About My Books

 

Home for the characters who live within the pages of the Accidental Mystery Series is somewhere in the western part of the state of Michigan where cherries and wine abound. Retreating glaciers left potholes that became the many little lakes that dot the land that, in turn, snuggle up to a greater Lake Michigan. The story’s people appreciate the beauty of the land that is all around them, and one character spreads the rumor that, in the summer season, God vacations in the area. The first two books, And So To Sleep and And So To Dream take place within the small town. The Wrath of Grapes moves the story to a vineyard on the peninsula. Grapes can grow on the cold peninsula because of the close proximity and the ensuing warming effect of Lake Michigan. The growing season is about 145 days, long enough to produce good wine grapes.
The fourth book, And So To Love, draws our friends into the world of politics when a young boy is rescued from a burning building, and the fifth book, And So It Goes, delves into the world of medical fraud, witness protection agency, lost dogs, and Michigan black bears. The sixth book, The Wrath of Winter, brings all the characters to the one house that has a generator when a severe winter storm knocks out the power for many days. Sammy the Grunt , who has been in prison since book three, escapes on his way to the dentist. Once freed, he heads for the vineyard. Our favorite dog, Lucky, takes a nap in the bed of a truck, and ends up in Ohio. He does return in time to give the story a very special ending.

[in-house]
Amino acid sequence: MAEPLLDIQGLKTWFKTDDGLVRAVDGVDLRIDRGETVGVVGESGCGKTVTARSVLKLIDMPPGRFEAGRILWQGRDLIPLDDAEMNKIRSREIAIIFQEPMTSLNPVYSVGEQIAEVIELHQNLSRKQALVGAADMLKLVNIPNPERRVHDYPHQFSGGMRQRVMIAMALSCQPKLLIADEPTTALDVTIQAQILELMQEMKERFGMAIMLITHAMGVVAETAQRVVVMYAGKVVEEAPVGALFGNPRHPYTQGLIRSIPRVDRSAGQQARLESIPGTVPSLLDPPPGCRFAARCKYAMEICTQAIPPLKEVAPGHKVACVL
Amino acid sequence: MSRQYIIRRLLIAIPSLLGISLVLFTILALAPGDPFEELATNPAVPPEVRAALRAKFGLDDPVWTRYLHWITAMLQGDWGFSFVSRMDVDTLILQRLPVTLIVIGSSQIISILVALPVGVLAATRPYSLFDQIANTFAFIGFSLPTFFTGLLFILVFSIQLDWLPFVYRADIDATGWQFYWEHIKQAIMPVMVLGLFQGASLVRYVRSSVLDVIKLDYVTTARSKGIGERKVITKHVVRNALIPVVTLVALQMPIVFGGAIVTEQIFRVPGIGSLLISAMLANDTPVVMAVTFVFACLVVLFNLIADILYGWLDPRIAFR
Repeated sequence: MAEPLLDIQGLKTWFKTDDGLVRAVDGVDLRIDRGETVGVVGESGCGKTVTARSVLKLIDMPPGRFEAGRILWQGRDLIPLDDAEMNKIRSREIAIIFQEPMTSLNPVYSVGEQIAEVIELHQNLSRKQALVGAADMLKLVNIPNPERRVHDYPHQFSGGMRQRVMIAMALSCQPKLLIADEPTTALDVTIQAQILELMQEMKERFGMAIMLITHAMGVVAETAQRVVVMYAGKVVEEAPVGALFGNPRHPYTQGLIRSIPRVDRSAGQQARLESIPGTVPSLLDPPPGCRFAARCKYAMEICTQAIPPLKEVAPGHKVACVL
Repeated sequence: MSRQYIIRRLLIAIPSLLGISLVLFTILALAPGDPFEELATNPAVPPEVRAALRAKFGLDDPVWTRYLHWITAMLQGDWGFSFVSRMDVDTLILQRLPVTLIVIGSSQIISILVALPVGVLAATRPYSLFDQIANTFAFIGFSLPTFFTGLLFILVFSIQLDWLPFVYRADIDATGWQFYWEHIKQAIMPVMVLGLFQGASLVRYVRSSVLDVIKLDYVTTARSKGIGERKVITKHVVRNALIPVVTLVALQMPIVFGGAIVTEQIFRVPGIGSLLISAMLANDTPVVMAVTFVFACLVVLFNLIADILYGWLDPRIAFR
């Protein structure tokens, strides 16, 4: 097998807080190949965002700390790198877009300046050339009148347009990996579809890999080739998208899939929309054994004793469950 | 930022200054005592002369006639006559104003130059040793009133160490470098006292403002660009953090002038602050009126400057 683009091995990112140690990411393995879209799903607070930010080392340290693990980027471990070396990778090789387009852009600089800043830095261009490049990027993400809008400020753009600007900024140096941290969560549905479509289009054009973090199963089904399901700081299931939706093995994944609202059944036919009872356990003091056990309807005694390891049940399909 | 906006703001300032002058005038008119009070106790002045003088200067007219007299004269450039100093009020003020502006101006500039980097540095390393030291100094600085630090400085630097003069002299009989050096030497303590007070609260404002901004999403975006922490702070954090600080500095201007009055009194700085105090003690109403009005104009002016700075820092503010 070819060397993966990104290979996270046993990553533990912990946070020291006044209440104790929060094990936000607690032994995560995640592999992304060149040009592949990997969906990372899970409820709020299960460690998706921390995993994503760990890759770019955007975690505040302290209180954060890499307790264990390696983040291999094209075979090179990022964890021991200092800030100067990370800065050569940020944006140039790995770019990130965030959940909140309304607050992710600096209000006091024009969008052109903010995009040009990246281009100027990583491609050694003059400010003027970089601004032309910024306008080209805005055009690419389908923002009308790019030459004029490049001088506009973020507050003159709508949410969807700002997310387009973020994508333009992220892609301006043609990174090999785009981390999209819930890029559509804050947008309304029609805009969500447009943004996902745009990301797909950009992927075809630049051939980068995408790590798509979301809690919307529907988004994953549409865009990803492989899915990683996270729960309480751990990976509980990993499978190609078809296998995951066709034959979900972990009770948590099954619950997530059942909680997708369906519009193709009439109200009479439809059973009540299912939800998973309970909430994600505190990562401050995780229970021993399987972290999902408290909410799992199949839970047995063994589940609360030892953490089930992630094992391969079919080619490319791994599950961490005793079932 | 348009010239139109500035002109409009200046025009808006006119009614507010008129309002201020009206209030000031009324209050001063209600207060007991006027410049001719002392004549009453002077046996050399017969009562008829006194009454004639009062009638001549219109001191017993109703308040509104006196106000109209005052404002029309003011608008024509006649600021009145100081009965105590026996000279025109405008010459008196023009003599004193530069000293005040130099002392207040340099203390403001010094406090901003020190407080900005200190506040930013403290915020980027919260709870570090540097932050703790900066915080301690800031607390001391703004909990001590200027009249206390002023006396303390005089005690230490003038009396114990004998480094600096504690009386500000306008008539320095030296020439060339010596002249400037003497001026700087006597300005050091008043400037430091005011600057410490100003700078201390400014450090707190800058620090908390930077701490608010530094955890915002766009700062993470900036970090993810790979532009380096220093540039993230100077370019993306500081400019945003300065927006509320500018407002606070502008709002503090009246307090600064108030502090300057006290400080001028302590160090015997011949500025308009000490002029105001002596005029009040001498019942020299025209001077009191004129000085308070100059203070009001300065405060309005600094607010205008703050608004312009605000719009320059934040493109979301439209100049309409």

About Me

My husband, Barry, and I moved to the Traverse City, Michigan area after we both retired. I left a career of selling real estate in Rochester, Michigan, and Barry retired from managing an insurance agency in Troy. We built a house by a beautiful lake called Pearl and settled into busy retirement, wondering how we ever managed to fit work into our schedules all those years. We have a big black dog that I found at the Humane Society. His name is Earl, and he is wonderful! We rescued a feral kitten from the coyotes that, after four years, still isn’t civilized. His name is Simon.
We have two grown children, Jill and Tom. I have a stepdaughter, Judith, who has been a constant joy all these years. She calls me her ‘step thingy’. Barry lives in the outdoors. Depending on the season, he bikes, cross-country skis or snowshoes. I am not so adventurous. I mostly stay inside and read.Most of my adult life I have suffered with restless legs. While living down state, I never found out my crazy leg problem had a name. When we retired to Traverse City, I picked a doctor out of the yellow pages, and he happened to be a doctor specializing in sleep. I found that I was suffering with Restless Leg Syndrome, and there is medication for it. However, some nights the medication doesn’t work.
It was on one of those nights that I sat down at the computer and started a silly story, which I sent on to my two sisters at 5:30 in the morning when I heard the delivery of the morning newspaper. The next day I got a phone call from each of them, asking ‘and then what happened?’